Video: Cray Announces First Exascale System

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Cray CEO Peter Ungaro

In this video, Cray CEO Pete Ungaro announces Aurora – Argonne National Laboratory’s forthcoming supercomputer and the United States’ first exascale system. Ungaro offers some insight on the technology, what makes exascale performance possible, and why we’re going to need it. Cray was selected to deliver the system, as a subcontractor to Intel, to the U.S. Department of Energy’s Argonne National Laboratory in 2021. The program contract is valued at more than $100 million for Cray, one of the largest contracts in the company’s history. The Argonne system, named Aurora, will be comprised of more than 200 Shasta cabinets, Cray’s unique software stack optimized for Intel architectures and the Cray Slingshot interconnect, as well as next generation Intel technology innovations in compute processor, memory and storage technologies.

Cray is honored to partner with Intel to build and deliver the first U.S. exascale supercomputer to Argonne,” said Peter Ungaro, president and CEO of Cray. “It is an exciting testament to Shasta’s flexible design and unique system and software capabilities, along with our Slingshot interconnect, which will be the foundation for Argonne’s extreme-scale science endeavors and data-centric workloads. Shasta is designed for this transformative exascale era and the convergence of artificial intelligence, analytics and modeling and simulation– all at the same time on the same system — at incredible scale.”

Aurora is a Cray Shasta supercomputer with additional compute and accelerator infrastructure provided by Intel. Announced in October 2018, Shasta is an entirely new design and is set to be the technology to underpin the next era of supercomputing, characterized by exascale performance capability, new data-centric workloads, and heterogeneous computing. This is the second major win for Shasta systems in the last six months. NERSC, the National Energy Research Scientific Computing Center, chose a Cray “Shasta” supercomputer for its pre-exascale system, named “Perlmutter.” That Cray contract was valued at $146 million.

Shasta was designed to meet the demanding and evolving needs of the exascale era with the flexibility to support current and future processing architectures for years to come. Aurora will be powered by a range of next generation Intel technologies including a future generation of the Intel Xeon Scalable processor, Intel’s Xe compute architecture, Intel Optane DC Persistent Memory, and Intel’s One API software. Cray designed the Slingshot scalable interconnect to handle the complex processing and communication of HPC and AI applications to run on exascale systems. Slingshot is a complete rethinking of the interconnect for extreme scale and has added novel adaptive routing, quality-of-service, and congestion management features.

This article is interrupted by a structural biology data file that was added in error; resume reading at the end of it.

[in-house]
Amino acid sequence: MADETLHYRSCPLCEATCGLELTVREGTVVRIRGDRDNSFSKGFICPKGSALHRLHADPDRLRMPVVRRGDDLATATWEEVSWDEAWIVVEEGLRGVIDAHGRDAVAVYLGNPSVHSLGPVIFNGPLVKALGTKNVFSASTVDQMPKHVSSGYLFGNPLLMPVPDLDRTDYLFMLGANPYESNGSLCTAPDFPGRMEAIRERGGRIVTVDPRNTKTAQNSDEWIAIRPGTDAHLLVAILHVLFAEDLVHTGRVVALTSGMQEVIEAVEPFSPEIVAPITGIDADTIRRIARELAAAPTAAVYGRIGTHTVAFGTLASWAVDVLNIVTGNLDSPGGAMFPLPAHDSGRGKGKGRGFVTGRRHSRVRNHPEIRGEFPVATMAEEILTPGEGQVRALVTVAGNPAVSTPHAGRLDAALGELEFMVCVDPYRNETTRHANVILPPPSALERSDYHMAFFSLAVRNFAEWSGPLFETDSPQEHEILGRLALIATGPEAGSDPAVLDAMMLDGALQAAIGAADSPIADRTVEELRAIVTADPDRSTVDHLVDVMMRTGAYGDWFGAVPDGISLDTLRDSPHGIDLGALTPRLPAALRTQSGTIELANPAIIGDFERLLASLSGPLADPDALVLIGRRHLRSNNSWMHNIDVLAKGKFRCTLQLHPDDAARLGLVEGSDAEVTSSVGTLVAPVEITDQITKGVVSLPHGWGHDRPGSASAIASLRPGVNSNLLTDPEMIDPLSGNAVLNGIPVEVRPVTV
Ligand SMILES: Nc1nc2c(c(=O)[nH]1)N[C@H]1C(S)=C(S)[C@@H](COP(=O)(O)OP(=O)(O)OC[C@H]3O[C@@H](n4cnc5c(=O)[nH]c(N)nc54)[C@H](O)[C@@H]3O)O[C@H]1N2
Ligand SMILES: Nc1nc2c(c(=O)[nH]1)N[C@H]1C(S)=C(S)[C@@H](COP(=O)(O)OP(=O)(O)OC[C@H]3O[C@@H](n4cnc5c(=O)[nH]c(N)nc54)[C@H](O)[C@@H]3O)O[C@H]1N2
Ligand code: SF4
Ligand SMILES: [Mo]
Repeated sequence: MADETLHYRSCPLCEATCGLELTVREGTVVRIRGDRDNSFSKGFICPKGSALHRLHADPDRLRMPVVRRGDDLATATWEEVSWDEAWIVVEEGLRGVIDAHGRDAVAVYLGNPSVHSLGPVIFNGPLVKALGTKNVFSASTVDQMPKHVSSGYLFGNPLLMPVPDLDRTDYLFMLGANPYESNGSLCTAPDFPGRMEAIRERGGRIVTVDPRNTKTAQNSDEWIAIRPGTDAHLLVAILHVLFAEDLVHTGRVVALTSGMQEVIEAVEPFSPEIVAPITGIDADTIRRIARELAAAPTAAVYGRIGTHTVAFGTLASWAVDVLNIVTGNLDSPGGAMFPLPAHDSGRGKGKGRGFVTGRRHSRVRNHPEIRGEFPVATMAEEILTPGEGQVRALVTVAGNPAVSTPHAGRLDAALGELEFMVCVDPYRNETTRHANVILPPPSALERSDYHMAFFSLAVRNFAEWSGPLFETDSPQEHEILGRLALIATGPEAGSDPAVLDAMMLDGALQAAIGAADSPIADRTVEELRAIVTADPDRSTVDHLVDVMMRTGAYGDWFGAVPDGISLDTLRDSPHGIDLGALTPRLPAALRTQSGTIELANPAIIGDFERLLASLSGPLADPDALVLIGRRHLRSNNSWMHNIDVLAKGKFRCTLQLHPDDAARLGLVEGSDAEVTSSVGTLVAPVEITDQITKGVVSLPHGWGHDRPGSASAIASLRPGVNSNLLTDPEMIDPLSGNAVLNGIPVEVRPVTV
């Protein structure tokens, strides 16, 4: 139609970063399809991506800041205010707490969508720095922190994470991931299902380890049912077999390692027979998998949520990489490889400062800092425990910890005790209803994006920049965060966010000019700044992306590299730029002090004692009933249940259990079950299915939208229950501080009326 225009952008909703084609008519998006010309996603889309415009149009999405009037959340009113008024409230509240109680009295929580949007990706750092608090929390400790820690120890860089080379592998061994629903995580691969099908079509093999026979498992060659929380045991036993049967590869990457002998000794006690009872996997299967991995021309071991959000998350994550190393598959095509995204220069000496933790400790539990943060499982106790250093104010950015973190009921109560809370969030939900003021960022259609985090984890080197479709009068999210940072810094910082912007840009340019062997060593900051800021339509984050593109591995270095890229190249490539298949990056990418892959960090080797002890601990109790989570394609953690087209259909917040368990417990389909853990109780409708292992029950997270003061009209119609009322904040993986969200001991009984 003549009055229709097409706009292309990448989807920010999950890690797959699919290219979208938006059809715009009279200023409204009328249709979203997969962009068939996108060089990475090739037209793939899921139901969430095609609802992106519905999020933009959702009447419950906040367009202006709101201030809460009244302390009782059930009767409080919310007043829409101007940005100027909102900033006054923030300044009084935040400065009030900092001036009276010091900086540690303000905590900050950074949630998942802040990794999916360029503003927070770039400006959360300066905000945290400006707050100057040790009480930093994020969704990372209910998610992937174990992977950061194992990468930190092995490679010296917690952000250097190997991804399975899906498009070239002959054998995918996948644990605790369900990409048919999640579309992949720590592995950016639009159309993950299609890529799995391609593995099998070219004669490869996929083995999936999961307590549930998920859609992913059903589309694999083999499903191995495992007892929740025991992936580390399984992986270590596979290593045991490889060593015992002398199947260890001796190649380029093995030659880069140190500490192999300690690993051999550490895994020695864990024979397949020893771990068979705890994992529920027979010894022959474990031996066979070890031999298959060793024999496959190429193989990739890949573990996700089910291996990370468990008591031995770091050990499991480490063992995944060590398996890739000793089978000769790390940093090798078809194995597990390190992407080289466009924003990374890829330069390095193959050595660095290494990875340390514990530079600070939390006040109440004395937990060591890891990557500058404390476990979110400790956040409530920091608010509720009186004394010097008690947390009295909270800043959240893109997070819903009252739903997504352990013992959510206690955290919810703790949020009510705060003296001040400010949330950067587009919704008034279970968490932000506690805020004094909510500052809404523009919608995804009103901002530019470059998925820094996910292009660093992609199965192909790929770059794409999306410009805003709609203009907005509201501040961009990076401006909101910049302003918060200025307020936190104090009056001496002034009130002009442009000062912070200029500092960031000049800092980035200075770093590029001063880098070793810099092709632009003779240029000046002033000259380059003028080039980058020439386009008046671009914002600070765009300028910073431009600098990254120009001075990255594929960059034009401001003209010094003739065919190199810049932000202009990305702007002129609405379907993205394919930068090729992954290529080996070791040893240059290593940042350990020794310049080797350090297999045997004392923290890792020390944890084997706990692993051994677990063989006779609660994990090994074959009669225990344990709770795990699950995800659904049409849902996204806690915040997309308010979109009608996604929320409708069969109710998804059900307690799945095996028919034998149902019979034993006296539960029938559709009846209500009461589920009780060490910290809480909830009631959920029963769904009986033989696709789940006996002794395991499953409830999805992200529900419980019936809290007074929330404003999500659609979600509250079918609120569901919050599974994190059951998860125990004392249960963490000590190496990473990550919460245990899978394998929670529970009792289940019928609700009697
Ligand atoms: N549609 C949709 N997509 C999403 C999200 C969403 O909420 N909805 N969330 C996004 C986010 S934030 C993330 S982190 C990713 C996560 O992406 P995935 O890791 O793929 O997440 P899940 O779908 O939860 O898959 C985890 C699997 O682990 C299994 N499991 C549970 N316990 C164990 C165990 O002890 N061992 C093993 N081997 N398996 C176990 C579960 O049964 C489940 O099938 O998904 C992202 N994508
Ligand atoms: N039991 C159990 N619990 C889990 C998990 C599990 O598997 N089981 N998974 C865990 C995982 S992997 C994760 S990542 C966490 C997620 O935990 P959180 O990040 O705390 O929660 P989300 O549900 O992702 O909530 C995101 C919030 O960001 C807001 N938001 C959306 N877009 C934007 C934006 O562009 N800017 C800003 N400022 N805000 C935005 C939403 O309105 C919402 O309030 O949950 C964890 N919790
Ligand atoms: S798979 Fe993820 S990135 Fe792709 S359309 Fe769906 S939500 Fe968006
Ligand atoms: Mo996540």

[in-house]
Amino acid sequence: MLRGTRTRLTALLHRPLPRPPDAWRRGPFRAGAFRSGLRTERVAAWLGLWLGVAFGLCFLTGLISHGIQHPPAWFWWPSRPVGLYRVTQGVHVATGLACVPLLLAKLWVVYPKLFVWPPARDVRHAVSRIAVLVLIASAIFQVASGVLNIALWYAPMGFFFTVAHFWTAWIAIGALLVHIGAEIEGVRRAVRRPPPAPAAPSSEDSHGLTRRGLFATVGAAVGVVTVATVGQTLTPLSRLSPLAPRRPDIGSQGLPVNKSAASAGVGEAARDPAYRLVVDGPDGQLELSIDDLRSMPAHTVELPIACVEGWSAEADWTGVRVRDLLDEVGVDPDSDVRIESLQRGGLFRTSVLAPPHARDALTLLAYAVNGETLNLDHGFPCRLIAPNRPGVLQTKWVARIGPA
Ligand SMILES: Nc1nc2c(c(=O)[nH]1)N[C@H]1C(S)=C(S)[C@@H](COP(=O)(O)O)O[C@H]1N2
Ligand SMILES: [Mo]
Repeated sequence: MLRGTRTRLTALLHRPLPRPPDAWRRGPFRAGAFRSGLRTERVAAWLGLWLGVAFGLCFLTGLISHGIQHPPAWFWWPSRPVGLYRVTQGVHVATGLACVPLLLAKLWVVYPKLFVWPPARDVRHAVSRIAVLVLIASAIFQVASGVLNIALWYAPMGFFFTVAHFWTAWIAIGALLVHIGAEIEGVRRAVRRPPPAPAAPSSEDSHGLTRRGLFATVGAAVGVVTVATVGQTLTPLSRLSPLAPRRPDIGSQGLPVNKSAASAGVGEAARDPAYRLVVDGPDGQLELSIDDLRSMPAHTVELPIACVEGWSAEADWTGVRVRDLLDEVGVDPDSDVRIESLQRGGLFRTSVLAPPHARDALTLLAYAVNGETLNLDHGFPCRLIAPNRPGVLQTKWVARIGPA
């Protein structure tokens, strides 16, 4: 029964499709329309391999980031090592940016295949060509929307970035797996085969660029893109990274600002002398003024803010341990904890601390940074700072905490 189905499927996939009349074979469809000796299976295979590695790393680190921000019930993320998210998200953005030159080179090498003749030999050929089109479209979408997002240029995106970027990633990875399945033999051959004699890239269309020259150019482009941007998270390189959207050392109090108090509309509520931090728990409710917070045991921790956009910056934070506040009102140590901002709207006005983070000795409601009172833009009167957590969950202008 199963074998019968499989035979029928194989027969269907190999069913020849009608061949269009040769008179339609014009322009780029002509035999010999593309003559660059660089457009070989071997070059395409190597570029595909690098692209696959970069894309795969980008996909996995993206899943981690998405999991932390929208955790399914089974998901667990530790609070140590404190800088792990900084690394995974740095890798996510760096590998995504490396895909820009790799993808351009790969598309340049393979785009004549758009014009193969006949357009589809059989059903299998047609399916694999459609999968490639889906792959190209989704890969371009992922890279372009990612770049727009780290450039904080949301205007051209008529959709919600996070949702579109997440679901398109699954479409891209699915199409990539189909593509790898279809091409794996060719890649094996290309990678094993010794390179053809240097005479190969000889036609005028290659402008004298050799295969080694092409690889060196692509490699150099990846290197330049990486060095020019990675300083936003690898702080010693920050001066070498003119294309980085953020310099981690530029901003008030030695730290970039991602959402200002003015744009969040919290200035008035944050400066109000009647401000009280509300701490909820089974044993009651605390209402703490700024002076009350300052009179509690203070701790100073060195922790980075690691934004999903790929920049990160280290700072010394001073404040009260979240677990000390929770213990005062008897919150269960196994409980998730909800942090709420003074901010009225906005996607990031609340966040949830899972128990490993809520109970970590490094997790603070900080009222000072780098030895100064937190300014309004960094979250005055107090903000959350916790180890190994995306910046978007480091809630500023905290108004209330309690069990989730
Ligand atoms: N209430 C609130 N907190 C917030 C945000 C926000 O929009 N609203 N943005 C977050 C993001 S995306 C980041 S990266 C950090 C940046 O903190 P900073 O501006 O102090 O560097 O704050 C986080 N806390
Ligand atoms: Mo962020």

Aurora will use a combination of Intel software components and new Cray System software designed for Shasta to enable modularity and extensibility of the system over time. By unifying the Shasta compute and Slingshot interconnect with a single management and software application development infrastructure, workloads on the Aurora system will run more optimally to deliver researchers more realized performance and accelerate their time to insight.

It seems fitting that America’s first exascale supercomputer, the country’s initial entrant in the global exascale race, is a Cray, a name synonymous with the word supercomputer,” said Steve Conway, Hyperion Research senior vice president of research. “This implementation of Cray’s Shasta architecture was developed in collaboration with Intel and closely matches the wish list that leading HPC users have for the exascale era, but didn’t expect to see so soon.”

The Aurora system is being designed to deliver sustained exascale speeds to meet the most intensive computing needs of researchers around the world including artificial intelligence workloads. These researchers will use the system to push through former computational boundaries on a path to new discoveries. Aurora will also host research programs such as the Early Science Program (ESP). This first of its kind access to exascale-class compute capabilities will provide researchers the potential to make new breakthroughs in computational science. The first area of focus for the ESP targets applications in the areas of Data and Learning and the convergence with modeling and simulation. This research hopes to unlock new discoveries through novel applications of data-centric analytics that were core to the design thinking of the Shasta architecture.

Intel has had a longstanding relationship with Cray, and together we have developed some of the world’s most advanced supercomputers. We are excited to extend that record of success with the creation of the first exascale system in the U.S., furthering technology leadership,” said Patricia Damkroger, vice president and general manager of the Extreme Computing Organization, Intel. “Our leading technologies—including innovations in processors, memory and software—will enable the Aurora system to tackle data-intensive artificial intelligence workloads at an unprecedented scale.”

The Aurora system is expected to be delivered in 2021 and accepted in 2022. Cray currently expects to complete and enter into modifications to its subcontract with Intel in mid-2019 covering delivery of the Aurora system.

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